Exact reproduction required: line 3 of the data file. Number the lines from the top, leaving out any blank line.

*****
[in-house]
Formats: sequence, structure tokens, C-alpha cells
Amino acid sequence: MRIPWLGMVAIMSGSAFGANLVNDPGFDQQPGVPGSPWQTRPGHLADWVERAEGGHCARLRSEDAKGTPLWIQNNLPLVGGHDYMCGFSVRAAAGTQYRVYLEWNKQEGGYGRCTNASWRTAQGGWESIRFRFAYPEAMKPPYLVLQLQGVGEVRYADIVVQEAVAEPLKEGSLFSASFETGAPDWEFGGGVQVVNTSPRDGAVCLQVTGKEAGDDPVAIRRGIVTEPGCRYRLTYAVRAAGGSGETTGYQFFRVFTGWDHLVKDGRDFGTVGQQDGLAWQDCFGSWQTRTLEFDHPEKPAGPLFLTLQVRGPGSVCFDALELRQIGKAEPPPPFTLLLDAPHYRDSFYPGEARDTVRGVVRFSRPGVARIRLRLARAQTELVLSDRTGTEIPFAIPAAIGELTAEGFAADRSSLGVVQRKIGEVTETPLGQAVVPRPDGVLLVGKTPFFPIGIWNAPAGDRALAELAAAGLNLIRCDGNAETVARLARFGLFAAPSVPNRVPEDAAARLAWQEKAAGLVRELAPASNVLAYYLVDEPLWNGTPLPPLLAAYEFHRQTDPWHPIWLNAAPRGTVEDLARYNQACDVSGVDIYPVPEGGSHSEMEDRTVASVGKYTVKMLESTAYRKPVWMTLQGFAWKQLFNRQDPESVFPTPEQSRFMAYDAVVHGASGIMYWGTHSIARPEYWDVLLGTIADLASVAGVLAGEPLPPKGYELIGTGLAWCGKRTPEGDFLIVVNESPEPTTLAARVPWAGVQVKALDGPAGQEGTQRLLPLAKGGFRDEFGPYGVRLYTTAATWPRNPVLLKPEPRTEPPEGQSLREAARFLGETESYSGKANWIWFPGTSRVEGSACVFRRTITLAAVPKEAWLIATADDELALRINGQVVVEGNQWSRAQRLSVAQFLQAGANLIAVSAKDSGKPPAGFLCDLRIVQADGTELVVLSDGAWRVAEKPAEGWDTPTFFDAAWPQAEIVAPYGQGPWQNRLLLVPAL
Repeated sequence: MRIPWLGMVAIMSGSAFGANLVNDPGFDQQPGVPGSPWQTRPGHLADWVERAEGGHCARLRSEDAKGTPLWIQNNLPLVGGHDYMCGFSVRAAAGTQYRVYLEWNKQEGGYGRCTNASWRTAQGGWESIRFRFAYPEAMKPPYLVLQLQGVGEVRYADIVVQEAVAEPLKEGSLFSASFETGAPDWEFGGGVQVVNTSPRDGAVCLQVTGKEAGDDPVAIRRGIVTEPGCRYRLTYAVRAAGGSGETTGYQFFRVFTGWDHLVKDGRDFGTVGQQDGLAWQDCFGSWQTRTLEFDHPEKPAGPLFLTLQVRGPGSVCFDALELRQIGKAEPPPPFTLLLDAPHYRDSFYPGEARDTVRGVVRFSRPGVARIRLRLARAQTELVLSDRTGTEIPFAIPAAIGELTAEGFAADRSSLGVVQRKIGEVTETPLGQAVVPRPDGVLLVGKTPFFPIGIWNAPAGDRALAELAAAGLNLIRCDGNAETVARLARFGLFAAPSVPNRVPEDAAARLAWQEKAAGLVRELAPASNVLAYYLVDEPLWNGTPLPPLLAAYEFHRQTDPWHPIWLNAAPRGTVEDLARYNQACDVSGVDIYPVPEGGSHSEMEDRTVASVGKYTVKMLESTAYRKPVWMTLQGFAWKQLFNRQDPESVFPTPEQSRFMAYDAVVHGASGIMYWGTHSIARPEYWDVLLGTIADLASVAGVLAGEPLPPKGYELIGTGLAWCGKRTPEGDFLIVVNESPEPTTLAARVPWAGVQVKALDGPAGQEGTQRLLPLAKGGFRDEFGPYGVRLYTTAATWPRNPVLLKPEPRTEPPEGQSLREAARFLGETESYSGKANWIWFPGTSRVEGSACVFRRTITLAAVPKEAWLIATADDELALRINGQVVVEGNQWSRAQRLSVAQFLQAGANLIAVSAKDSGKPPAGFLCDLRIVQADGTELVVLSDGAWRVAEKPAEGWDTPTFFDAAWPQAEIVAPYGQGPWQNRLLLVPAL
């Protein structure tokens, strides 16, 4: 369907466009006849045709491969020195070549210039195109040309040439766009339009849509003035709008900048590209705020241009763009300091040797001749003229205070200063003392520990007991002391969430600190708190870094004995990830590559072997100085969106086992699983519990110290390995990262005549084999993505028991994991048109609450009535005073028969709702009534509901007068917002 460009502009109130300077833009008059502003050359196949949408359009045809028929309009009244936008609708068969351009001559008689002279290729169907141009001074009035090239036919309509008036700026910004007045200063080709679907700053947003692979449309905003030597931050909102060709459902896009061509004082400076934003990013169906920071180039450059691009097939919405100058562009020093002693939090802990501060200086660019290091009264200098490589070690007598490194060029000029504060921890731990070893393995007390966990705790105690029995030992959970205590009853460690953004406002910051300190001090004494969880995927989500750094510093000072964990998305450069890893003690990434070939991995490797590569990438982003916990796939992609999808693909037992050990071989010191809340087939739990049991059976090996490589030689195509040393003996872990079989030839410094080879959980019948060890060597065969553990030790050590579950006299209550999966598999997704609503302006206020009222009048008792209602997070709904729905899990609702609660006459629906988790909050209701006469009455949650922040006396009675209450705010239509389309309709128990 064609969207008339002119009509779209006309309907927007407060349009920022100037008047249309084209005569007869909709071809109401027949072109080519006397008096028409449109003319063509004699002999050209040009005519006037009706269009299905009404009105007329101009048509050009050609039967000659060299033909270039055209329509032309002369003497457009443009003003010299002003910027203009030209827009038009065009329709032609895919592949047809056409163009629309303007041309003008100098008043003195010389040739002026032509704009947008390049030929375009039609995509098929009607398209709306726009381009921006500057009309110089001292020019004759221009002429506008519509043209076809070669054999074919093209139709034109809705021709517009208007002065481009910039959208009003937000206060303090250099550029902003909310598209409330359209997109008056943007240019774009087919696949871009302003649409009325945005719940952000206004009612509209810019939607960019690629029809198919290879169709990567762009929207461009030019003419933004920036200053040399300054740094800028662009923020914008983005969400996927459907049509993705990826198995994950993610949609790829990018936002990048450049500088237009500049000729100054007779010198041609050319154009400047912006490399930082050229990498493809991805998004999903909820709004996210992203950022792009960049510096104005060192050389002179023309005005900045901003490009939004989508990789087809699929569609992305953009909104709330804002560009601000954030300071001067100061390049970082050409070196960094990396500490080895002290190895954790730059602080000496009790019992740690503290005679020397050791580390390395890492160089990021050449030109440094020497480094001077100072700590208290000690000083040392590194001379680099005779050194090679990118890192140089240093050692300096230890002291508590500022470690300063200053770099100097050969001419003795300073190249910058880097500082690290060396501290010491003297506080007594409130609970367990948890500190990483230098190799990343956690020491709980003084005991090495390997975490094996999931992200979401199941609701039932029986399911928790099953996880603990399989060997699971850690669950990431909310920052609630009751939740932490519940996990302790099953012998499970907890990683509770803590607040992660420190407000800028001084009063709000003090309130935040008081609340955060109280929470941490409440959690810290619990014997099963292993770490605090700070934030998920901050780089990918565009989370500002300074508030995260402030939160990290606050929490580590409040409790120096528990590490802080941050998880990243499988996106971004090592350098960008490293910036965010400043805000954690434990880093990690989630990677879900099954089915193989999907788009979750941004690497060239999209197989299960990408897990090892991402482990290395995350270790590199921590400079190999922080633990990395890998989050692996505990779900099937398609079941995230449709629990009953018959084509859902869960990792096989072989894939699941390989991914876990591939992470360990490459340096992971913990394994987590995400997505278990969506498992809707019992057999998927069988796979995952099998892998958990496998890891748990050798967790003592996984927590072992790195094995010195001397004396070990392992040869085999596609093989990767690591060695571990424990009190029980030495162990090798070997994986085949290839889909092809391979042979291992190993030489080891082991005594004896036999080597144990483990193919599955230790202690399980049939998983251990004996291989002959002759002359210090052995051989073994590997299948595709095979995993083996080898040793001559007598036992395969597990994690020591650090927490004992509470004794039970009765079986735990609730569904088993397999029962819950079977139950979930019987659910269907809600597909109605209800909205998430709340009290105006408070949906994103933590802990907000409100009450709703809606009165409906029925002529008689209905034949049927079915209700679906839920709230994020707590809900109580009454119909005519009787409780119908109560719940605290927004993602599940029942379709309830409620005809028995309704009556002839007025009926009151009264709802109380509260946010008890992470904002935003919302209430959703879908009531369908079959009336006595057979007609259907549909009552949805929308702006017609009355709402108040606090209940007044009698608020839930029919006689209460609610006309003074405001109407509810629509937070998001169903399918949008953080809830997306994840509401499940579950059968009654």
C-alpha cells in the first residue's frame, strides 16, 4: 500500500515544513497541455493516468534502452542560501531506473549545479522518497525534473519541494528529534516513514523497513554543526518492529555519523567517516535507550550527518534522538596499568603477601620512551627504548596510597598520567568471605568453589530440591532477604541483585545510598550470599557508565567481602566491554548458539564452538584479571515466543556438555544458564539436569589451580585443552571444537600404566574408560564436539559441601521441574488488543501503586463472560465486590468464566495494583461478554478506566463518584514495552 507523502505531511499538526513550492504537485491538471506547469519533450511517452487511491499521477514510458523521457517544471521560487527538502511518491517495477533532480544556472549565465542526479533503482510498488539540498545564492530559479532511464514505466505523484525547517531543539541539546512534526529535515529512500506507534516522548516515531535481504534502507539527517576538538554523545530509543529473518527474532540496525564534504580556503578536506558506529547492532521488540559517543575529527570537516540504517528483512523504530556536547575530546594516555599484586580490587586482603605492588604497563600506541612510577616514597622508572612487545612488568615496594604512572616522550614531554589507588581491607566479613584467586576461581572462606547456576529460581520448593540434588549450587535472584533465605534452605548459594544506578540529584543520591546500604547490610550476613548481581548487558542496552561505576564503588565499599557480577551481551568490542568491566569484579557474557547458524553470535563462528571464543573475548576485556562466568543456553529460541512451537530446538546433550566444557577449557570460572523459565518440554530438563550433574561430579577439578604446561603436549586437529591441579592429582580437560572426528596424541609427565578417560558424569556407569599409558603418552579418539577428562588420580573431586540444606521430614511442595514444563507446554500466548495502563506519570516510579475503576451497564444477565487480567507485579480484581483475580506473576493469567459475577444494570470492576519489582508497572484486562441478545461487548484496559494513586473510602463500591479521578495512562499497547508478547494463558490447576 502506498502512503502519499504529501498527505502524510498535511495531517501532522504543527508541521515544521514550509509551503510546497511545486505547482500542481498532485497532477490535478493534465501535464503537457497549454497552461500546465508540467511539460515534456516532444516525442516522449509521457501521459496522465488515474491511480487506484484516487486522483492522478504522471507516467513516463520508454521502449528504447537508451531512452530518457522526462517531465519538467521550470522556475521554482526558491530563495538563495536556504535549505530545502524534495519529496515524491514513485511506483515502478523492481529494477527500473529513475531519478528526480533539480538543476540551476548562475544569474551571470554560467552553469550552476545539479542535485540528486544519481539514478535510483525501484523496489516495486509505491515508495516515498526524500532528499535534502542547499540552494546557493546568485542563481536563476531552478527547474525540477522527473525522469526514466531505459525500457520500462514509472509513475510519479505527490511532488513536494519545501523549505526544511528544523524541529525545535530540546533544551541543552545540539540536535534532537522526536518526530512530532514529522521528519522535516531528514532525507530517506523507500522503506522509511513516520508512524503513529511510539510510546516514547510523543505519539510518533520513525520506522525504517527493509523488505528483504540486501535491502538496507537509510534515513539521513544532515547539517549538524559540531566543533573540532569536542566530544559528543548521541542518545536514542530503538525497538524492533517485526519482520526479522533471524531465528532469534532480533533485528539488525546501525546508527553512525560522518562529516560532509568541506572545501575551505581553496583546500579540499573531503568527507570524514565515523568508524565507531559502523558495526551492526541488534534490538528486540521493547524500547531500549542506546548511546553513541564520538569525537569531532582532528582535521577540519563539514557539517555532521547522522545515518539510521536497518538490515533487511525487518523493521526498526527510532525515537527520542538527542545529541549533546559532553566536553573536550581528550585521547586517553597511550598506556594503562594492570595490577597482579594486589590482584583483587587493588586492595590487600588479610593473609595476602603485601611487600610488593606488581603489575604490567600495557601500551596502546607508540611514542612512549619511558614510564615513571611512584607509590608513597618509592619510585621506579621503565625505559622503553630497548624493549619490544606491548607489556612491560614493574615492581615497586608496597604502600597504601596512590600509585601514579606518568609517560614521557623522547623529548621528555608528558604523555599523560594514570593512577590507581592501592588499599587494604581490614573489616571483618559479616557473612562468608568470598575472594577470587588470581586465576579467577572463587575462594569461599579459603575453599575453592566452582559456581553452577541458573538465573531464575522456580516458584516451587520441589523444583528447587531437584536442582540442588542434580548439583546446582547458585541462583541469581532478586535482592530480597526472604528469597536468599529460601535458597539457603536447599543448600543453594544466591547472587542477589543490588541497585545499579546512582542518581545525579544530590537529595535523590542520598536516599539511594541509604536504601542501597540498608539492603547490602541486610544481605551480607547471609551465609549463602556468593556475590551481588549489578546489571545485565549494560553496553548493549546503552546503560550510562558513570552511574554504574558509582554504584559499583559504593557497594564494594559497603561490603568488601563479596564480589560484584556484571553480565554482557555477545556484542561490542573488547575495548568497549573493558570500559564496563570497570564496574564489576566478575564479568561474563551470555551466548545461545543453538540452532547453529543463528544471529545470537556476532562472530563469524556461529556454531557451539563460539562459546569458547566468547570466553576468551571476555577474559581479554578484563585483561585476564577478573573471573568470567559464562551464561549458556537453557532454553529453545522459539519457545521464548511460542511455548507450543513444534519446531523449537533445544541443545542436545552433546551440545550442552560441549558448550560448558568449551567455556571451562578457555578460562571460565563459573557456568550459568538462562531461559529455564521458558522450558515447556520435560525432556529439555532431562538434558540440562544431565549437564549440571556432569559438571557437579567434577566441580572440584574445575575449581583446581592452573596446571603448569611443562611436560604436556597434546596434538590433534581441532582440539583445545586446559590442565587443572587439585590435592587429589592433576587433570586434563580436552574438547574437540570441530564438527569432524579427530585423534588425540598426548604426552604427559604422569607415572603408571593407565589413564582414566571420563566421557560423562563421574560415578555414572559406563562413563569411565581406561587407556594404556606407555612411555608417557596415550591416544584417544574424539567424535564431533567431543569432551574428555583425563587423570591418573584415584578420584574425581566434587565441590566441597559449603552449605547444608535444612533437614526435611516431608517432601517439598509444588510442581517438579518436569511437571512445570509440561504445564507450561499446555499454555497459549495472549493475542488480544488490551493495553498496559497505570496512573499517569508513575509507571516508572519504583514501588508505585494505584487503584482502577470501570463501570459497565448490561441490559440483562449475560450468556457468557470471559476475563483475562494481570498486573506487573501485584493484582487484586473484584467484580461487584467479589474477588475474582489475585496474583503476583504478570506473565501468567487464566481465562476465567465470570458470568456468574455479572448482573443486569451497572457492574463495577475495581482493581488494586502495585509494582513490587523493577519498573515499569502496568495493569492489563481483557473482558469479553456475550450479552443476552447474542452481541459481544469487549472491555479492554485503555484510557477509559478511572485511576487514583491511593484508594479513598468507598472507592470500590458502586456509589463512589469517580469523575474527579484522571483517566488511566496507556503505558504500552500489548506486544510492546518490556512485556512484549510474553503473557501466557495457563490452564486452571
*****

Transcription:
Amino acid sequence: MRIPWLGMVAIMSGSAFGANLVNDPGFDQQPGVPGSPWQTRPGHLADWVERAEGGHCARLRSEDAKGTPLWIQNNLPLVGGHDYMCGFSVRAAAGTQYRVYLEWNKQEGGYGRCTNASWRTAQGGWESIRFRFAYPEAMKPPYLVLQLQGVGEVRYADIVVQEAVAEPLKEGSLFSASFETGAPDWEFGGGVQVVNTSPRDGAVCLQVTGKEAGDDPVAIRRGIVTEPGCRYRLTYAVRAAGGSGETTGYQFFRVFTGWDHLVKDGRDFGTVGQQDGLAWQDCFGSWQTRTLEFDHPEKPAGPLFLTLQVRGPGSVCFDALELRQIGKAEPPPPFTLLLDAPHYRDSFYPGEARDTVRGVVRFSRPGVARIRLRLARAQTELVLSDRTGTEIPFAIPAAIGELTAEGFAADRSSLGVVQRKIGEVTETPLGQAVVPRPDGVLLVGKTPFFPIGIWNAPAGDRALAELAAAGLNLIRCDGNAETVARLARFGLFAAPSVPNRVPEDAAARLAWQEKAAGLVRELAPASNVLAYYLVDEPLWNGTPLPPLLAAYEFHRQTDPWHPIWLNAAPRGTVEDLARYNQACDVSGVDIYPVPEGGSHSEMEDRTVASVGKYTVKMLESTAYRKPVWMTLQGFAWKQLFNRQDPESVFPTPEQSRFMAYDAVVHGASGIMYWGTHSIARPEYWDVLLGTIADLASVAGVLAGEPLPPKGYELIGTGLAWCGKRTPEGDFLIVVNESPEPTTLAARVPWAGVQVKALDGPAGQEGTQRLLPLAKGGFRDEFGPYGVRLYTTAATWPRNPVLLKPEPRTEPPEGQSLREAARFLGETESYSGKANWIWFPGTSRVEGSACVFRRTITLAAVPKEAWLIATADDELALRINGQVVVEGNQWSRAQRLSVAQFLQAGANLIAVSAKDSGKPPAGFLCDLRIVQADGTELVVLSDGAWRVAEKPAEGWDTPTFFDAAWPQAEIVAPYGQGPWQNRLLLVPAL